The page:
The opinion of the court was delivered by: Michael P. McCUSKEY Chief U.S. District Judge
Tuesday, 04 January, 2011 03:06:23 PM
Clerk, U.S. District Court, ILCD
This matter comes before the Court on Plaintiff Joan A. Williams' Leave to File First Amended Pro Se Complaint of Employment Discrimination and Second Amended Complaint of Retaliation (d/e 19) (Motion for Leave). The Court also entertains a related matter, Defendant Illinois Department of Revenue's (IDR) Motion to Dismiss Plaintiff's Amended Complaint (Motion to Dismiss) (d/e 14). For the reasons stated below, the Motion for Leave is ALLOWED and the Motion to Dismiss is DENIED AS MOOT.
Plaintiff filed her Complaint against Defendants Illinois Department of Revenue and its Director, Brian A. Hamer, on December 23, 2009. See d/e 1. Defendant Hamer moved to dismiss on April 13, 2010, and the Court dismissed Plaintiff's claims against Mr. Hamer on August 24, 2010. See d/e 5 (Defendant's Motion) and d/e 11 (Court's Opinion), respectively. That same day, the Court gave Plaintiff leave to re-plead claims against IDR. See Court's Opinion.
On October 6, 2010, Plaintiff filed a document she entitled "Amendment" (First Amended Complaint) (d/e 13). The First Amended Complaint was drafted on forms which the Clerk's Office provides to pro se plaintiffs who assert claims under 42 U.S.C. § 2000e, et seq. (Title VII) See First Amended Complaint at pp. 1-8. The First Amended Complaint contained Plaintiff's handwritten allegations of discrimination and retaliation. Id. It also included a copy of the "Dismissal and Notice of Rights" which the Equal Opportunity Employment Commission (EEOC) sent Plaintiff after the EEOC concluded it was unable to find that Plaintiff's Title VII rights were violated. See First Amended Complaint at p. 9 (copy of "Dismissal and Notice of Rights" as to EEOC Charge # 440-2007-07437).
On November 1, 2010, IDR filed the Motion to Dismiss. In the Motion to Dismiss, IDR argues that Plaintiff's First Amended Complaint should be dismissed because it fails to give IDR fair notice of what retaliatory acts Plaintiff suffered. Id. Prior to any ruling on IDR's Motion to Dismiss, Plaintiff filed the instant Motion for Leave. On December 22, 2010, IDR filed Defendant's Response to Plaintiff's Motion for Leave to File First Amended Pro So Complaint of Employment Discrimination and Second Amended Complaint of Retaliation (Response) (d/e 20). The Court has considered all of these pleadings in connection with this Opinion.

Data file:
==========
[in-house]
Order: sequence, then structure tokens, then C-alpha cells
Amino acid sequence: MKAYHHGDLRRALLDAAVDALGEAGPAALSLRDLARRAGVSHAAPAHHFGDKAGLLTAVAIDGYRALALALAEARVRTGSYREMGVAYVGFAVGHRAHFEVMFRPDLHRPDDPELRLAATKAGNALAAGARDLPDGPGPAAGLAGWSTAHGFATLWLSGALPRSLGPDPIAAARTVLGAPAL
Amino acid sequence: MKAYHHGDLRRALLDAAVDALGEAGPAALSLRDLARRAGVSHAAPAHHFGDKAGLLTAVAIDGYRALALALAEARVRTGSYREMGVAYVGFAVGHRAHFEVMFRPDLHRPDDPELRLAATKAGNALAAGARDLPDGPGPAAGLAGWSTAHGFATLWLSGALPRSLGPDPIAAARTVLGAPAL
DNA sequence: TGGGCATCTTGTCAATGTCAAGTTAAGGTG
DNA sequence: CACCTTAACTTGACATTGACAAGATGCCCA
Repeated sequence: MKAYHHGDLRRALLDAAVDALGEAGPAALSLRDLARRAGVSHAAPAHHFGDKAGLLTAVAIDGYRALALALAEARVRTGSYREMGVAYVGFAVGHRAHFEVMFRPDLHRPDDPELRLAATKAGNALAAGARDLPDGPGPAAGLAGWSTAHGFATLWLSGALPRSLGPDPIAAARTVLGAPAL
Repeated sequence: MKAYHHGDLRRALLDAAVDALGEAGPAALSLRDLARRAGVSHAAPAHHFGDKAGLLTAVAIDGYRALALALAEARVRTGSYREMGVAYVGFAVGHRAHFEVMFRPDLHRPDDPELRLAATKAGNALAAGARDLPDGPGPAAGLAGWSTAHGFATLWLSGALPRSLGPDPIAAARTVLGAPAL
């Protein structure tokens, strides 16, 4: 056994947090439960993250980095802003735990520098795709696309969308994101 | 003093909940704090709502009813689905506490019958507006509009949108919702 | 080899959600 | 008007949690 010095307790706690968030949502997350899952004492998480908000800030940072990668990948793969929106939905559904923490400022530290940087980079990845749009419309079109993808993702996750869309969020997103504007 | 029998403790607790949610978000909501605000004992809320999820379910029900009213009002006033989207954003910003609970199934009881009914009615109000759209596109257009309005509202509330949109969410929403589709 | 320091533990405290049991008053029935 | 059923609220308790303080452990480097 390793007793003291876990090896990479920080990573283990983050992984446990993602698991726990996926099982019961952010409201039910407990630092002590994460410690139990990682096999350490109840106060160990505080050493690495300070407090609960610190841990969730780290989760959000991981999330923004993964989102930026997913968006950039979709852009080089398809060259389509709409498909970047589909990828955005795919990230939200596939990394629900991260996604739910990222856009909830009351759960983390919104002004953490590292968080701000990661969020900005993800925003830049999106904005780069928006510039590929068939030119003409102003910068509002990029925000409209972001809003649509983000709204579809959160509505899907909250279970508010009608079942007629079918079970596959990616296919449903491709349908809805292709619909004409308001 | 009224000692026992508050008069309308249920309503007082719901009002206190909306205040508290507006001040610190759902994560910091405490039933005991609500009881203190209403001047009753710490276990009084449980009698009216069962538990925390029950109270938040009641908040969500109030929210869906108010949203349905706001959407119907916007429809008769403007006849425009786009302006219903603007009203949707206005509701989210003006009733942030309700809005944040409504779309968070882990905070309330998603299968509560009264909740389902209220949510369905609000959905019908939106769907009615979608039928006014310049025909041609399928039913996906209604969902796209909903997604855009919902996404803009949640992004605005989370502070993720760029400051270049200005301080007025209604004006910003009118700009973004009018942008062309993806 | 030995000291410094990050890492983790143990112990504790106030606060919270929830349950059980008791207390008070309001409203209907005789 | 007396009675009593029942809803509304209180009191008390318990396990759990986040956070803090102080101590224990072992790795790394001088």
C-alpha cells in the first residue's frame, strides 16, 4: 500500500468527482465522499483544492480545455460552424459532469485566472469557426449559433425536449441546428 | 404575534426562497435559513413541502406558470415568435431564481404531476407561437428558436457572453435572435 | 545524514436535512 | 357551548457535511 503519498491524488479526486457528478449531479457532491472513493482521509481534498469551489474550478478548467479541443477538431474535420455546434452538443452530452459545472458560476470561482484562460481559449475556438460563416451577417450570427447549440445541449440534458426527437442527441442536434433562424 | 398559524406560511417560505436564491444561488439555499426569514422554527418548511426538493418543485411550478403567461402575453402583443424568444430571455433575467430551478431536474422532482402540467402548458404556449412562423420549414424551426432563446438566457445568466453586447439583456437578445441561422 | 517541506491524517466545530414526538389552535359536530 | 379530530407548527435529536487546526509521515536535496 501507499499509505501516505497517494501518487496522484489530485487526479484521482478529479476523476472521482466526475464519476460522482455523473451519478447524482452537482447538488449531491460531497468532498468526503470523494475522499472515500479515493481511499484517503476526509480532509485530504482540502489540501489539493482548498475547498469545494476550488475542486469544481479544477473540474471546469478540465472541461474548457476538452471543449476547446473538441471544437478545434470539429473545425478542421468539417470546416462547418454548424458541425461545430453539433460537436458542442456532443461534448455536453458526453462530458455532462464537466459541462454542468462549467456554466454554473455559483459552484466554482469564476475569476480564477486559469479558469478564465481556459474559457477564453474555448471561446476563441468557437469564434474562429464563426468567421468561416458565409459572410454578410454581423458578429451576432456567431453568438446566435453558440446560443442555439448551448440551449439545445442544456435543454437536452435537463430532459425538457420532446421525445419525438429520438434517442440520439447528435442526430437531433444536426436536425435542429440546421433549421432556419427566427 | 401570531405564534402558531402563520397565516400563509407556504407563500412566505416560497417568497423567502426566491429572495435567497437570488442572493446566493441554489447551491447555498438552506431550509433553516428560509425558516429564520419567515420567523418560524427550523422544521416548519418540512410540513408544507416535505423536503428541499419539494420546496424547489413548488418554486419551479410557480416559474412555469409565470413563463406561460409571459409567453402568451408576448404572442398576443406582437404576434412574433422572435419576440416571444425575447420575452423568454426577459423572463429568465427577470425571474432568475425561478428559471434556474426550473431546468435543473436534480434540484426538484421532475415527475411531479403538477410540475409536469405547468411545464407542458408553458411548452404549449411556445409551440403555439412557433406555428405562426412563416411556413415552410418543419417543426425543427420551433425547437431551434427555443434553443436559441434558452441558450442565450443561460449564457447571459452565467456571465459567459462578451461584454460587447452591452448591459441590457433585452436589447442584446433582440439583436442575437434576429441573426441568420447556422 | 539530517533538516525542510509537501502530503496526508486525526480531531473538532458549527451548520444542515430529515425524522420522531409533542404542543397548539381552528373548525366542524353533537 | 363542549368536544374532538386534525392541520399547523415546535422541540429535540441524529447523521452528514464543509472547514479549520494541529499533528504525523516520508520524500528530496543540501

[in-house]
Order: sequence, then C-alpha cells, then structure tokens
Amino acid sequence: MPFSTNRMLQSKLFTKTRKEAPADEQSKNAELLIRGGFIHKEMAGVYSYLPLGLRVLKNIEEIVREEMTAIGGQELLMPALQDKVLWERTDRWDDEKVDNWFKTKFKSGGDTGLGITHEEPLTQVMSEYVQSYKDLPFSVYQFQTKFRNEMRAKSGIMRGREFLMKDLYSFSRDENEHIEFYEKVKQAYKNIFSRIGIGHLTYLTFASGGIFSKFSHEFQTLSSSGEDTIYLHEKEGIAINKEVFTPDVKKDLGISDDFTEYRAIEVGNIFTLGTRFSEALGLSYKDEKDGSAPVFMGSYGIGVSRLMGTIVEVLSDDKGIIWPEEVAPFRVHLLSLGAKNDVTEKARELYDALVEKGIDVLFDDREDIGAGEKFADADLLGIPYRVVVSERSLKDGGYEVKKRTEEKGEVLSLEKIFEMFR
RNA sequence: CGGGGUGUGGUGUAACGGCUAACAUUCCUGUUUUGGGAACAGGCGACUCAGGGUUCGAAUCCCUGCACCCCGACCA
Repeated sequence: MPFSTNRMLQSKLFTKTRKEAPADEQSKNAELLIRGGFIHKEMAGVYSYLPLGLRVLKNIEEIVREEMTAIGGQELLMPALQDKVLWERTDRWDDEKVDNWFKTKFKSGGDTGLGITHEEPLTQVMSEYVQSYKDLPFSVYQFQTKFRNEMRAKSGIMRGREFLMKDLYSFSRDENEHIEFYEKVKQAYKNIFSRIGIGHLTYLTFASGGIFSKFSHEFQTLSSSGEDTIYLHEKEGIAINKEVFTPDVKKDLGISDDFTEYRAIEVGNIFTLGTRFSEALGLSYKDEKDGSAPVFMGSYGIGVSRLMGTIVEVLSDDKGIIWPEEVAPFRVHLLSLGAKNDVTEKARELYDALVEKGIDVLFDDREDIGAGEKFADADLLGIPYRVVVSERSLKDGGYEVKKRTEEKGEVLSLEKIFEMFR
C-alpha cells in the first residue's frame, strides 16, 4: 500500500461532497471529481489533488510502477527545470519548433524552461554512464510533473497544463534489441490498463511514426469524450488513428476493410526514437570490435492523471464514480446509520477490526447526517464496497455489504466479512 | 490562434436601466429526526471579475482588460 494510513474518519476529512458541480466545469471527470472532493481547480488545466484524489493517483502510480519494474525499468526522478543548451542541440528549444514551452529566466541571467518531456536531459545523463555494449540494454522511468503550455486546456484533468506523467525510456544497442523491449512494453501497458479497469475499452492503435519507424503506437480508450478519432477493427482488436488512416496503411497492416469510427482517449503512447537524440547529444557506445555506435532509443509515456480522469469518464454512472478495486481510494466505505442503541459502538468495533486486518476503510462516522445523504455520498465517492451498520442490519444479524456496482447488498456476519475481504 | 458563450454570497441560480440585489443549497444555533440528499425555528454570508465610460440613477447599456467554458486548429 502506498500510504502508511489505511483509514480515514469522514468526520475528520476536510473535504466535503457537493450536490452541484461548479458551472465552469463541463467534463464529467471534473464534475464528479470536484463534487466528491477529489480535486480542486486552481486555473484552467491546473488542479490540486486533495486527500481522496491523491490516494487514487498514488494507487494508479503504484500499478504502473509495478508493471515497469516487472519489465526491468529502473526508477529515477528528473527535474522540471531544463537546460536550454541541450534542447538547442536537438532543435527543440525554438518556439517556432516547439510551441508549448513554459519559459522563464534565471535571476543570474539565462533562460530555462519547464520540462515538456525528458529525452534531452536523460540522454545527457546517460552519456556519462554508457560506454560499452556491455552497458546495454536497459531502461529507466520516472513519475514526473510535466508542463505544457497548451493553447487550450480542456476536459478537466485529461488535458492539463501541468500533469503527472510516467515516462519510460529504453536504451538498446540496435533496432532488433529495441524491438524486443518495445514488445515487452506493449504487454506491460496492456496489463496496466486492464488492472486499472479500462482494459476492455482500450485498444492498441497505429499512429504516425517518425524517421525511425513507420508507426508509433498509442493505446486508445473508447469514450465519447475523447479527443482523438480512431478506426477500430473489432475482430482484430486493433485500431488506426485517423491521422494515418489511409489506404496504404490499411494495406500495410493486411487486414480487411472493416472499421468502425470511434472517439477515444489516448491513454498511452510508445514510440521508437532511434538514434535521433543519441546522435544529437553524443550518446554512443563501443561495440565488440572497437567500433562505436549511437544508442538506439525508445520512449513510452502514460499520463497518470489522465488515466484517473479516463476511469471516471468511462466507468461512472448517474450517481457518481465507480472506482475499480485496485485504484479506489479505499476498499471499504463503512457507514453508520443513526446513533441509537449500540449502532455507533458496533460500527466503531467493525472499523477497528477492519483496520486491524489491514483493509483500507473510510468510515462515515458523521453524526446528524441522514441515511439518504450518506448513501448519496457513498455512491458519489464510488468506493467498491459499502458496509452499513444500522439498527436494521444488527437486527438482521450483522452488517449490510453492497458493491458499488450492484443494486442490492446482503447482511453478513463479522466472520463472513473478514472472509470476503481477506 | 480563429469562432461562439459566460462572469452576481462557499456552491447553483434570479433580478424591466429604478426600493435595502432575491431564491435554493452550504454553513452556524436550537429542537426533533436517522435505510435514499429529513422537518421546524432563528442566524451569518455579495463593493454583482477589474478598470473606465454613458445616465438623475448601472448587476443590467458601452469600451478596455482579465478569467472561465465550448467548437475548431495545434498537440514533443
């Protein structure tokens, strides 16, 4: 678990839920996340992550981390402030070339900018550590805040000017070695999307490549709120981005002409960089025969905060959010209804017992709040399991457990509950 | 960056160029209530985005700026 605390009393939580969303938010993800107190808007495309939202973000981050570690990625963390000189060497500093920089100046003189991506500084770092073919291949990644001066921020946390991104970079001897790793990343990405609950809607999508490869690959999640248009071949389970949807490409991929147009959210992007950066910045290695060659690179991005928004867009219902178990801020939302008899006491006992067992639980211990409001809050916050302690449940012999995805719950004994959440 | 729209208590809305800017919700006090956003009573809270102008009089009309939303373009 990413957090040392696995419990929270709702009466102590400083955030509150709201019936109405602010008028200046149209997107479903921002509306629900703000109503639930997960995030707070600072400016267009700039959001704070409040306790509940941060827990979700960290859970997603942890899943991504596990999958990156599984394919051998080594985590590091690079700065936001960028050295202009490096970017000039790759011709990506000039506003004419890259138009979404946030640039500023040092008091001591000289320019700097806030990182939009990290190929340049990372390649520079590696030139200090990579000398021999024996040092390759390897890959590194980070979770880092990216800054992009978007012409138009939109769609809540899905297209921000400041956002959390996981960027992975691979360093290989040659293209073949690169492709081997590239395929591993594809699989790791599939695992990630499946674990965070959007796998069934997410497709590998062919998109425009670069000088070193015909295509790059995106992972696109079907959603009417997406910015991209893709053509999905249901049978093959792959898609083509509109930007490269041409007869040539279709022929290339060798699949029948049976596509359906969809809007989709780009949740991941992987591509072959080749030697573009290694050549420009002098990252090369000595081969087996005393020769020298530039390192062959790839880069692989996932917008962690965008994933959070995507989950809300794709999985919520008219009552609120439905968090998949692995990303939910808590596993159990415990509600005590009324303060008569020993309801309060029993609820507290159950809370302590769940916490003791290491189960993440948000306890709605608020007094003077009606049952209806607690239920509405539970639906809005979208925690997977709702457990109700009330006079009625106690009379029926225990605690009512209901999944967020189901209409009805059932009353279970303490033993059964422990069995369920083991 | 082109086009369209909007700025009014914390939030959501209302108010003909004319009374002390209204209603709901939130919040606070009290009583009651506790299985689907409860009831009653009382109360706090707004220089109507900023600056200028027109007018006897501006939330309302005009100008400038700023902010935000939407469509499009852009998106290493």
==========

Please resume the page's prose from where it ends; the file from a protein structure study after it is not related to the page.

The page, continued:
A plaintiff is entitled to amend the complaint once, as a matter of right under Federal Rule of Civil Procedure 15(a). Moreover, pursuant to Federal Rule of Civil Procedure 15(a)(2), courts should "freely give leave [for a party to file an amended complaint] when justice so requires." Id. A district court may deny leave to file an amended complaint in the case of "undue delay, bad faith or dilatory motive on the part of the movant, repeated failure to cure deficiencies by amendments previously allowed, undue prejudice to the opposing party by virtue of allowance of the amendment, [and] futility of amendment." See Airborne Beepers & Video, Inc. v. AT & T Mobility LLC, 499 F.3d 663, 666 (7th Cir. 2007), quoting Foman v. Davis, 371 U.S. 178, 182, 83 S.Ct. 227, 9 L.Ed.2d 222 (1962). However, denying leave to file an amended complaint is generally disfavored. See Foster v. DeLuca, 545 F.3d 582, 584 (7th Cir. 2008).
Plaintiff must be freely given leave to amend under Federal Rule of Civil Procedure 15(a)(2) unless there is a justifiable basis to deny relief. Id. IDR cites two cases in its Response to Plaintiff's Motion for Leave. Neither case supports denying Plaintiff leave to amend.
The first of IDR's cited cases is Crestview Village Apartments v. U.S. Dept. Of Housing and Urban Development, 383 F.3d 552 (7th Cir. 2004). Contrary to Defendant's view of Crestview, the case does not require plaintiffs to attach amended complaints as exhibits to a motion for leave to amend. See Response at p. 4. Rather, Crestview stated that a plaintiff who was denied leave to amend could not show abuse of discretion when the plaintiff omitted the proposed amended pleading from the record on appeal. See Crestview, 383 F.3d at 559.
The second case cited in IDR's Response is Pearson v. Gatto, 933 F.2d 521 (7th Cir. 1991). In Pearson, a district court held that a pro se prisoner missed a statute of limitations because the prisoner merely wrote a letter seeking leave to amend instead of actually filing an amended pleading. See Pearson 933 F.2d at 527. The Seventh Circuit reversed and held that the ...